Handling mathematical objects: representations and context

Synthese 190 (17):3983-3999 (2013)
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This article takes as a starting point the current popular anti realist position, Fictionalism, with the intent to compare it with actual mathematical practice. Fictionalism claims that mathematical statements do purport to be about mathematical objects, and that mathematical statements are not true. Considering these claims in the light of mathematical practice leads to questions about how mathematical objects are handled, and how we prove that certain statements hold. Based on a case study on Riemann’s work on complex functions, I propose that mathematicians deal with systems of representations and that truth—or what we can prove—depends on available representations in some context where the problem can be solved



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References found in this work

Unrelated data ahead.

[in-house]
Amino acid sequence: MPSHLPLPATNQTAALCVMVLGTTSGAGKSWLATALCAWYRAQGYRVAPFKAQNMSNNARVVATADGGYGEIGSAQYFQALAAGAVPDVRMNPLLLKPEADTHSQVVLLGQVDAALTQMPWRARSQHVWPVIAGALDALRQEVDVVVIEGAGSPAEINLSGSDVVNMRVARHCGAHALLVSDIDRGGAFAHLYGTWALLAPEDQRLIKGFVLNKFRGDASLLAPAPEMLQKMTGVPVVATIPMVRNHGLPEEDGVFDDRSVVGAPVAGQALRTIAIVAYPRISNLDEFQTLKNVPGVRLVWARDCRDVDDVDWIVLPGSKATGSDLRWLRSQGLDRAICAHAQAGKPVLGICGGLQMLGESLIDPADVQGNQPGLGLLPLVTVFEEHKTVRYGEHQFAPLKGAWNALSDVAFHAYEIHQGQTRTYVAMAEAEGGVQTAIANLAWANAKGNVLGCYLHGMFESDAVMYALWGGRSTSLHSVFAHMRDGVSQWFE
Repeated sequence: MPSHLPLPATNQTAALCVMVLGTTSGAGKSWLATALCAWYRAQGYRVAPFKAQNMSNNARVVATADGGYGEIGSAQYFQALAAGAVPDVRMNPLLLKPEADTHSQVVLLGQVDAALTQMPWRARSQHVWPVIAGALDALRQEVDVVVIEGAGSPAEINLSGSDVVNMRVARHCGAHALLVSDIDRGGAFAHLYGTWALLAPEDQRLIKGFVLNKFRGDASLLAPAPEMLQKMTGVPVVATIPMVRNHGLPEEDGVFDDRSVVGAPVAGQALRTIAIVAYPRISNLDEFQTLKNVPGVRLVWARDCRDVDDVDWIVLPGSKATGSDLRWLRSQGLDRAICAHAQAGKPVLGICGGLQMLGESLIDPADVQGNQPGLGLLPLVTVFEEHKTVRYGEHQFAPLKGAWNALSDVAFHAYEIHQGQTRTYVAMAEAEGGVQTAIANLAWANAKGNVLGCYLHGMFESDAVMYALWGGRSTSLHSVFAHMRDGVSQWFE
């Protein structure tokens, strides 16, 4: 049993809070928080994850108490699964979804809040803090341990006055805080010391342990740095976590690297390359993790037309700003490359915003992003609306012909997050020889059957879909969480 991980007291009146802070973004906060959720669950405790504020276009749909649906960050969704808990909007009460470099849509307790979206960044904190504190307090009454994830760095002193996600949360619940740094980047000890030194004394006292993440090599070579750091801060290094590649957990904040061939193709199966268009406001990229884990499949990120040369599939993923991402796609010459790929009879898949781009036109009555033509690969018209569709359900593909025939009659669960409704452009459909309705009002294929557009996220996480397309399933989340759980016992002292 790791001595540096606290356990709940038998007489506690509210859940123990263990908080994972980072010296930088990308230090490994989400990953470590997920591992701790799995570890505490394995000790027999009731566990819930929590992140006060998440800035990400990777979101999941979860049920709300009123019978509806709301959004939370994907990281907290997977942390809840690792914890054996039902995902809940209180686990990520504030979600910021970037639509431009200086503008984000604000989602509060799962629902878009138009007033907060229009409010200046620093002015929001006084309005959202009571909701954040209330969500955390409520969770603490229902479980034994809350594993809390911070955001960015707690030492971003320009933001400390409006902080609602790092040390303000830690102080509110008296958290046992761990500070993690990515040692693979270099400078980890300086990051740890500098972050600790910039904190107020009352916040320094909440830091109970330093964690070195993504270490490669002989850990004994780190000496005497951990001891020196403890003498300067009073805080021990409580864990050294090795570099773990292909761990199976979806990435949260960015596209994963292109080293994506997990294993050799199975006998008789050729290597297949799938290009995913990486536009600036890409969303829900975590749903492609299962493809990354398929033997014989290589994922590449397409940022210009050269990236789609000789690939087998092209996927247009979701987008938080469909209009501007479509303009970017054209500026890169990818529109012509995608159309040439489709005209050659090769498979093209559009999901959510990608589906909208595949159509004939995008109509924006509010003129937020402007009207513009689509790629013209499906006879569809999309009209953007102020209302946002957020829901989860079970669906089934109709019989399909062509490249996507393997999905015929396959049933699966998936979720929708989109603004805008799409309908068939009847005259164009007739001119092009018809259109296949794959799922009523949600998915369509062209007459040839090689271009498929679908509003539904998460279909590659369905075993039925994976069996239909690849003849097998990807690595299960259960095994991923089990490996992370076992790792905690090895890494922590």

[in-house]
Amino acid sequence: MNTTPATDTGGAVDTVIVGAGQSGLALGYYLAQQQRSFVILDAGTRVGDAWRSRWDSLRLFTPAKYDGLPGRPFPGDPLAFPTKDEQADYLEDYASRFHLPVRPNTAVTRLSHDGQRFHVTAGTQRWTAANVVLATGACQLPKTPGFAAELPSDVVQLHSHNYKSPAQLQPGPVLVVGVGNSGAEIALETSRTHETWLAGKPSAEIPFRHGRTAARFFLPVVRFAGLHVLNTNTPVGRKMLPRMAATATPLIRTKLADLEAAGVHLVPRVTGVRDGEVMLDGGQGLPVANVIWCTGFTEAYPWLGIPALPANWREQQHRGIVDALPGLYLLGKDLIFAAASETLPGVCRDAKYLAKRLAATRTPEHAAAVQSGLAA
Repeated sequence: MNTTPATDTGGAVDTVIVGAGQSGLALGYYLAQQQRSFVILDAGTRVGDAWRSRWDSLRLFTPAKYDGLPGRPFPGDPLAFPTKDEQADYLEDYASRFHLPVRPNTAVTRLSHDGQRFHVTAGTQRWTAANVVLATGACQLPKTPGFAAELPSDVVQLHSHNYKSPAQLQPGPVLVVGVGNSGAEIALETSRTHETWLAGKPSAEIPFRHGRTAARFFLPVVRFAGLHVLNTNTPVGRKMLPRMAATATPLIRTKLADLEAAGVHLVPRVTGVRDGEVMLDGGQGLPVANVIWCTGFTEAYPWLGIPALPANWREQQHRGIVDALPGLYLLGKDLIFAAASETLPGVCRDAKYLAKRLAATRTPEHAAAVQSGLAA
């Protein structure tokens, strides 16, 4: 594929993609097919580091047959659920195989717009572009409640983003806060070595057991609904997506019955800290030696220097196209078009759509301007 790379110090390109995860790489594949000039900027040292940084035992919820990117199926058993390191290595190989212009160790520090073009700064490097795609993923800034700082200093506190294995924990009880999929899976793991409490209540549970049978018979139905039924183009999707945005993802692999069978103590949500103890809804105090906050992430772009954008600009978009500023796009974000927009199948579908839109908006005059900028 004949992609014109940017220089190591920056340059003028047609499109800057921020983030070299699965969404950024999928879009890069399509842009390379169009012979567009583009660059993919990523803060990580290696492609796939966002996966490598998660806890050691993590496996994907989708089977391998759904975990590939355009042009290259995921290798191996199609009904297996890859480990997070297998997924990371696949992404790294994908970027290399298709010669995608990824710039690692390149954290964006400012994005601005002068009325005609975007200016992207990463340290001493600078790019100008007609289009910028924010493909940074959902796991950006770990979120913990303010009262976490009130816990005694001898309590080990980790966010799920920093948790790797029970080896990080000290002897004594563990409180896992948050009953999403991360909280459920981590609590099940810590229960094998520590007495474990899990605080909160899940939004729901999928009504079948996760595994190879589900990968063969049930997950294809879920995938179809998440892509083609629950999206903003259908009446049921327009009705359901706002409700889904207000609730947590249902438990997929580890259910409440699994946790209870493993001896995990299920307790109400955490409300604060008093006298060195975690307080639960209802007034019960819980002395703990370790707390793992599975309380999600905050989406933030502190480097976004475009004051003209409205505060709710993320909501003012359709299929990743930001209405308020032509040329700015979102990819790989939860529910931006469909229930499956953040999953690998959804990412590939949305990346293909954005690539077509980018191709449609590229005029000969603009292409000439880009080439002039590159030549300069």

Science Without Numbers: A Defence of Nominalism.Hartry H. Field - 1980 - Princeton, NJ, USA: Princeton University Press.
Platonism and anti-Platonism in mathematics.Mark Balaguer - 1998 - New York: Oxford University Press.
A subject with no object: strategies for nominalistic interpretation of mathematics.John P. Burgess & Gideon Rosen - 1997 - New York: Oxford University Press. Edited by Gideon A. Rosen.
Mathematics and Reality.Mary Leng - 2010 - Oxford: Oxford University Press.
Mathematics and reality.Mary Leng - 2010 - Bulletin of Symbolic Logic 17 (2):267-268.

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